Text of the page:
Preventing fires in combines during harvest

Every year farmers in Ohio and other states across America’s ag belt dread the thought of equipment fires, especially in combines and other harvesting equipment.

This year’s autumn weather conditions have led to an increase in combine fires. Two recommendations to prevent injuries and property damage include: preventative maintenance and pre-planning for fire emergencies.

Ohio ranks fourth in the nation for combine fires. Other states leading the list include Minnesota (1st), Iowa (2nd), Illinois (3rd), Kansas (5th), Nebraska (6th) and South Dakota (7th).

The majority of harvester fires start in the engine compartment. Contributing factors for heat sources include faulty wiring, overheated bearings, leaking fuel or hydraulic oil. The dry crop residue makes a ready source for rapid combustion to occur when the machine is operated in the field. Birds and wildlife are known to make nests in the engine compartment or exhaust manifolds – which can add fuel sources for unsuspecting combine operators.

Tips to prevent combine fires include:

● Have a daily maintenance plan during the harvest period. Keeping machinery well maintained plays a large role in preventing fires from these sources. Cleaning up spills, blowing off chaff, leaves, and other plant materials on a regular basis, proper lubrication of bearings/chains, and checking electrical connections should be part of the daily routine. Farmers may choose to do their daily maintenance in the morning while waiting for the dew to burn off the crops. However, performing maintenance at night will highlight any hot-spots or smoldering areas as the machine is cooling down. Removing chaff at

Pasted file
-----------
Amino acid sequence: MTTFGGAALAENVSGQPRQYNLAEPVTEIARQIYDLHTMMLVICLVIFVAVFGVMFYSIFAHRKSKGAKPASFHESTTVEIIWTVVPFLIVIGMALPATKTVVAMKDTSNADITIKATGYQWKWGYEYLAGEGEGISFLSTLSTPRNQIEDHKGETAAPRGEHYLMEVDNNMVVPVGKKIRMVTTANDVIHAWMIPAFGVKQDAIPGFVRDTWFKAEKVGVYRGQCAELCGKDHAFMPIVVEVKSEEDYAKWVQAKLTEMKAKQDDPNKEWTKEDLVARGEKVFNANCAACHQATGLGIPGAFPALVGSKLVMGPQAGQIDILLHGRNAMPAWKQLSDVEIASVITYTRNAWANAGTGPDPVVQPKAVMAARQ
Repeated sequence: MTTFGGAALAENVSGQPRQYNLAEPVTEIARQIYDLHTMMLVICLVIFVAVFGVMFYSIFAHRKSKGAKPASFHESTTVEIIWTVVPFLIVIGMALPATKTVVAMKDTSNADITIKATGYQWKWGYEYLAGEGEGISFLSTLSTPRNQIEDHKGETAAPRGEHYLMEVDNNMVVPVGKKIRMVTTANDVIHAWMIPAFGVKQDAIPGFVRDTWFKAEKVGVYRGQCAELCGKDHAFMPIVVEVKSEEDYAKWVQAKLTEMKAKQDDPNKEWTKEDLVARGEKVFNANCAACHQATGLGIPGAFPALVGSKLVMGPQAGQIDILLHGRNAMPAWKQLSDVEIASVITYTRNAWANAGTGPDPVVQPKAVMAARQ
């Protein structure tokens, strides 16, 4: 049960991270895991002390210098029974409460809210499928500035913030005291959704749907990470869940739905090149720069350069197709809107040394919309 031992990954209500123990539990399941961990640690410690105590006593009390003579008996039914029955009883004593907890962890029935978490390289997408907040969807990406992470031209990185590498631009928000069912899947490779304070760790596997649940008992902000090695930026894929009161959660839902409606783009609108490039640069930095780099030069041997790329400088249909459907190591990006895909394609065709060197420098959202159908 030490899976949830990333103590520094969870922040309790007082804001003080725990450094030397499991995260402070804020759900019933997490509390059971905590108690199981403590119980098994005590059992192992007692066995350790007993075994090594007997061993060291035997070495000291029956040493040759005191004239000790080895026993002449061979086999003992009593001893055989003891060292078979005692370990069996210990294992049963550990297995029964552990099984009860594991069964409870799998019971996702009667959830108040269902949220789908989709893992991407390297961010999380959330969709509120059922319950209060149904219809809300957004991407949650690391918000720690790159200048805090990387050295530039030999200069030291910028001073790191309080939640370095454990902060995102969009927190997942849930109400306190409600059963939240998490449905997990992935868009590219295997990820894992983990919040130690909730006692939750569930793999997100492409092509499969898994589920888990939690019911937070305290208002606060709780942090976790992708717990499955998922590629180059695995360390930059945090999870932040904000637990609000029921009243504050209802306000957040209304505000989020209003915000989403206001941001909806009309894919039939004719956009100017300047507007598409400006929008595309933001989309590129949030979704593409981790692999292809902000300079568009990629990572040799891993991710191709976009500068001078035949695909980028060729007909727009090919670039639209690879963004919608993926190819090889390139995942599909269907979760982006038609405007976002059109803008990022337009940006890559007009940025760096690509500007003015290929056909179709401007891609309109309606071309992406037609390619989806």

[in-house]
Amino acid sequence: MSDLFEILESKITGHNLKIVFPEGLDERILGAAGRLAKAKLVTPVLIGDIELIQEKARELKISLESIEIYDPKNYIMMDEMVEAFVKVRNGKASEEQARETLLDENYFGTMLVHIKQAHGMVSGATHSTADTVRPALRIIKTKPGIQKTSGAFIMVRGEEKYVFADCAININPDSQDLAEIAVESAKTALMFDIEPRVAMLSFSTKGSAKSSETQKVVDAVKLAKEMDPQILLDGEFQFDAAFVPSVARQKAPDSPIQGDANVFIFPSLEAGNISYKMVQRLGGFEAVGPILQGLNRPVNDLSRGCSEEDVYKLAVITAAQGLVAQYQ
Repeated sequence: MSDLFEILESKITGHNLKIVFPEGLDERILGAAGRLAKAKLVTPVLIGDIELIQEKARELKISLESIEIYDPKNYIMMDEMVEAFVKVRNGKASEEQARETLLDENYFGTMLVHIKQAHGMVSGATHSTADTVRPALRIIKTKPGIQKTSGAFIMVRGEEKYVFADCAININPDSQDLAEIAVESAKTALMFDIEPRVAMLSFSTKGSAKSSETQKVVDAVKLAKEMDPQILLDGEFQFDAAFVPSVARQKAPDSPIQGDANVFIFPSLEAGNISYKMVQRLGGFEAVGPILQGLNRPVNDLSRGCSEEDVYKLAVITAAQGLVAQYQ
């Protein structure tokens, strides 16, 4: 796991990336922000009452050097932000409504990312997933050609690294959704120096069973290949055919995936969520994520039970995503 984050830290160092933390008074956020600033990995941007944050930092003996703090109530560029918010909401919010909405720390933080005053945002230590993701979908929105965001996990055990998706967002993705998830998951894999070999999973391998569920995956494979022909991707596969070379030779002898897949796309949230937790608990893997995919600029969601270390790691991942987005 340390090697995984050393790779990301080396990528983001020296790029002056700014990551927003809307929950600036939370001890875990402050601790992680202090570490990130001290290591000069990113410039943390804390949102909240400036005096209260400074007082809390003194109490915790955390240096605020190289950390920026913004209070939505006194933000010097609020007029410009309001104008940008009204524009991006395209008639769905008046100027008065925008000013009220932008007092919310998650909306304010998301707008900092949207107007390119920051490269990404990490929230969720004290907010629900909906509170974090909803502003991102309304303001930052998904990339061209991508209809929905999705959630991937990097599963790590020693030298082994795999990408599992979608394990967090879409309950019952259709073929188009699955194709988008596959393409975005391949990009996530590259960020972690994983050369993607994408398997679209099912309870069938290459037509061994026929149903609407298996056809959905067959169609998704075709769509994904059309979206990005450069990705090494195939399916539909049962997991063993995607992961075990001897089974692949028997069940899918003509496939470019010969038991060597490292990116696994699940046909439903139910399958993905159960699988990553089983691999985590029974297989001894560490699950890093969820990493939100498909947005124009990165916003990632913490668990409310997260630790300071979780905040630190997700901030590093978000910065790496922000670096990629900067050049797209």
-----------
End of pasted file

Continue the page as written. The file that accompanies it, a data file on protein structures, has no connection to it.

the end of the day will reduce the amount of debris available to spark a fire.

● Eliminate static electricity. A chain may also be mounted on the bottom of the machine to drag on the ground while in the field. This decreases the buildup of static electricity. 

If a fire does break out, it’s important to have an emergency plan already in place:

● Call 911 or your local first responders at the first sign of a fire. Don’t wait to know if you can contain a fire yourself, rapid response is important to saving valuable equipment. Combine fires are often in remote locations where a specific address may not be available and access is limited. Emergency response times will be longer in these situations.

● Have (2) ABC fire extinguishers mounted on the combine. A 10-pound ABC dry chemical fire extinguisher in the cab or near the ladder of the cab is quick access to protect the operator. A second extinguisher (20-pound ABC) is recommended to be mounted on the outside of combines where it is accessible from the ground. It’s possible that one unit will extinguish a small fire; having the second unit will help with any additional flare-ups. Don’t forget to check that the extinguishers are fully charged at the beginning of the season. Not having extinguishers ready when needed leads to a helpless feeling of watching one of your most expensive pieces of equipment go up in flames.

● Have a water truck positioned by the field. Hot mufflers and catalytic converters from other vehicles driving in the field can pose a risk to the dry field fodder. Smoldering materials may go by 15 to 30 minutes before being noticed. A small gust of wind could rapidly turn that smoldering into a fire. In extreme dry conditions, a water truck may help protect against field fires. Never use water on fires that are electrical or fuel-sourced.

● Have an emergency plan in place and discuss it with the other workers or family members. Knowing what to do in the event of a fire emergency is important. Knowing the address to the field and how to contact fire departments directly instead of through the 911 system are important safety conversations for the entire harvest crew.

Perhaps the most important thing to remember is that complacency kills. Don’t get caught thinking it can never happen on your farm. Take preventative actions, make sure both the combine operator and grain cart/truck drivers are also watching the machine for smoke, and be prepared to act if fire is seen or smelled.

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